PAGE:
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Unit 09 ‐ ORGANIC CHEMISTRY Scope of Organic Chemistry Introduction:‐ Observation of our surroundings show wide variety of living structures, delicious food items, vibrant coloured clothes, innumerable automobiles, range of health fitness medicines etc. “The essence of all these is the element Carbon”. It is wonderful to understand the form of carbon in all of the above. Special properties:‐ Carbon has four electrons in the outermost orbit (tetravalent). Carbon shares four valence electrons with other atom of carbon or with atoms of other elements to form four covalent bonds in order to attain octet form. Carbon also exhibits unique catenation property, by which carbon atoms are linked through a covalent bond to form various kinds of chain of carbon atoms. With the advantage of tetravalency and catenation, carbon forms large number of compounds such that, the number of compounds formed by carbon alone, exceeds number of compounds formed by all the other elements in the periodic table. Definition :‐ Organic chemistry is “chemistry of compounds of carbon”. It is these compounds of carbon in various forms that constitute all aspects of our life. Applications :‐ 1. Food which comprises of carbohydrates (Glucose, sucrose, fructose etc), proteins (amino acids), oils and fats (Glycerides) are carbon compounds. 2. Clothes and fabrics made of cotton (cellulose), silk (wood pulp), Nylon (from adipic acid and dimethyl amine), terylene (from dimethyl terphthalate and ethylene glycol), acrylic (artificial wool) comprise of carbon in different form. 3. Clothes are colourful due to dyes (colouring matter) which are yet again carbon compounds Alizarin dye imparts red colour, indigo‐blue, malachite – green, Naphthol‐yellow. 4. Various hydrocarbons like petrol, diesel, kerosene gasoline are energy sources to run engines in automobiles. 5. Propellants, a kind of fuel used in rocket is a mixture of fuel and an oxidizer. 2
6. Application of organic compounds in usage of drugs in the field of medicine has given rise to chemotherapy. To name a few, dettol (Chloro‐xylenol), salol are antiseptics, penicillin, tetracycline are antibiotics, aspirin, despirin, novalgin which reduce pain are analgesic, paracetamol, crocin used during fever are antipyretic, antimalarial drugs like chloroquin, quinine are used to cure malaria. 7. Petrochemicals are used as raw materials in the manufacture of polymers, detergents, pesticides and even in cosmetics. 8. Living protoplasm structures essentially found in animals and plants is made up of carbon. The carbon left behind after death or decay of living structures and matter is an evidence to ultimate role of carbon in everything. Functional Group:‐ Structural feature of carbon compound show carbon bonding with hydrogen invariably and some time with hetero atom (different atom) like halogen, oxygen, nitrogen, sulphur and phosphorous. Presence of hetero atom or group with heteroatom, in the structure of carbon compounds confer specific properties to the compound, hence are called functional groups. Thus functional group is defined as an atom or group of atoms that determines the characteristic properties of organic compounds. Examples :‐ Structure Compound Functional group H Methyl alcohol ‐OH : alcohol H – C – O – H H H O H – C – C – O – H H Acetic acid ‐ COOH: Carboxylic acid Acetaldehyde ‐ CHO; aldehyde Methylchloride ‐ Cl : chloro H H H – C – C = O H H H – C – C l H 3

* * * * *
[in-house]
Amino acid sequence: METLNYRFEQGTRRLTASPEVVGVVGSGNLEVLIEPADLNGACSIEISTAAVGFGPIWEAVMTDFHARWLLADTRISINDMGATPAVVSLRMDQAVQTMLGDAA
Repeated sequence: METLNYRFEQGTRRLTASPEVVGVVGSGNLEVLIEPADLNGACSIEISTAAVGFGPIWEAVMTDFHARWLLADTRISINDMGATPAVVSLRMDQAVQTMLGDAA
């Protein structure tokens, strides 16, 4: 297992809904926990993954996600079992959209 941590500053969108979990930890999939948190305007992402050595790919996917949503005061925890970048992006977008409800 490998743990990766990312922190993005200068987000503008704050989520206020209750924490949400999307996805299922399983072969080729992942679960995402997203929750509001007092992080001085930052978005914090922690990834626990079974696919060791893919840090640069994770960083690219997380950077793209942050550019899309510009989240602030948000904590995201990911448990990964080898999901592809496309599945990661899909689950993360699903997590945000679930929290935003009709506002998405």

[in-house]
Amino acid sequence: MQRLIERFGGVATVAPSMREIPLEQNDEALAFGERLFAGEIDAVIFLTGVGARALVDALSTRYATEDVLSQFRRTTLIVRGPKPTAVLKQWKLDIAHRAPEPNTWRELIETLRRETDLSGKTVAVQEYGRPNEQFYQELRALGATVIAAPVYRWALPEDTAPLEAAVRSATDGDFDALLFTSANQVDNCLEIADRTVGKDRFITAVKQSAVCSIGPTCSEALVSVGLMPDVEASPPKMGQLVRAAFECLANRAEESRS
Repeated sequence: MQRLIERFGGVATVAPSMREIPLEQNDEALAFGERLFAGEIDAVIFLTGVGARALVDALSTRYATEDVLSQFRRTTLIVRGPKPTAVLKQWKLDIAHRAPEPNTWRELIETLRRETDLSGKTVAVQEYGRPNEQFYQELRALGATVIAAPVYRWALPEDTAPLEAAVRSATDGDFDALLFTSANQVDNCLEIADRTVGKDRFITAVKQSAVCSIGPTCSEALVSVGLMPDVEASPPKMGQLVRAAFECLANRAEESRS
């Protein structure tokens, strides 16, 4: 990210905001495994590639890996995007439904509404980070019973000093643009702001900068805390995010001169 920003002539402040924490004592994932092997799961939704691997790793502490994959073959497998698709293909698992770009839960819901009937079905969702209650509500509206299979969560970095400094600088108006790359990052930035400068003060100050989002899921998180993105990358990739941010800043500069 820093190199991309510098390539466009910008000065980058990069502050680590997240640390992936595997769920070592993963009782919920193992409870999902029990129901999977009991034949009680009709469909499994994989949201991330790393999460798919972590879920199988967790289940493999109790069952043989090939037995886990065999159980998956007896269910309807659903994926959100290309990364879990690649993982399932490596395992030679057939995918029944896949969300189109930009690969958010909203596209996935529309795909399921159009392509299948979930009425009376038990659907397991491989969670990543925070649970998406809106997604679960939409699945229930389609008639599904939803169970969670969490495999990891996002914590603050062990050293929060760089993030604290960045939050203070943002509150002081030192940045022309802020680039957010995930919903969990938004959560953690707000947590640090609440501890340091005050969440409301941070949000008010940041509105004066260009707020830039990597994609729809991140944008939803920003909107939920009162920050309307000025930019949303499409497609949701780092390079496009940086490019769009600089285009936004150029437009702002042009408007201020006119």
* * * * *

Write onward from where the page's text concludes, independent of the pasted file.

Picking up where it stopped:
Homologous series:‐ Homologous series is the series of closely related compounds with similar chemical properties. Characteristics:‐ 1.
2.
3.
4.
These series are represented by General formula Two successive member of series differ by ‐CH2. They are prepared by common methods Show a regular gradation in physical properties. Example: Homologous series alkane has general formula CnH2n +2 and that of alkene and alkyne, CnH2n and CnH2n‐2 respectively where n is number of carbon atoms. Alkane series Name Molecular Formula Methane CH4 Ethane C2H6 Propane C3H8 Butane C4H10 Alkene series Name Ethene Propene Butene Pentene Molecular Formula C2H4 C3H6 C4H8 C5H10 Alcohol series Name Methanol Ethano Propanol Butanol Molecular Formula CH3OH C2H5OH C3H7OH C4H9OH 4
Emperical formula and Molecular formula: Compounds are represented by a chemical formula and is of two types a) empirical formula b) molecular formula Emperical formula gives the simple whole number ratio of atoms of various elements present in one molecule of the compound. Example: Hydrogen peroxide has empirical formula HO, hydrogen and oxygen are in the ratio of 1 : 1. Glucose has empirical formula CH2O, carbon, hydrogen and oxygen are present in the ratio of 1:2 : 1. Molecular formula gives the actual number of atoms of various elements present in one molecule of the compound. Example: Molecular formula of benzene is C6H6 which show 6 atoms of carbon and 6 atoms of hydrogen. Compound Emperical formula Molecular formula Hydrogen peroxide HO H2O2 Glucose CH2O C6 H12 O6 Benzene CH C6 H6 Napthalene C5H4 C10 H8 Ethene CH2 C2H4 Ethane CH3 C2H6 Relation between emperical formula and molecular formula : Emperical formula and molecular formula are related by Molecular formula = ( emperical formula )n Where n is simple whole number and is given by, Molecular mass n = Emperical formula mass Example : Molecular mass of acetylene is 26, Emperical formula of acetylene is CH, ∴emperical formula mass is 13. 26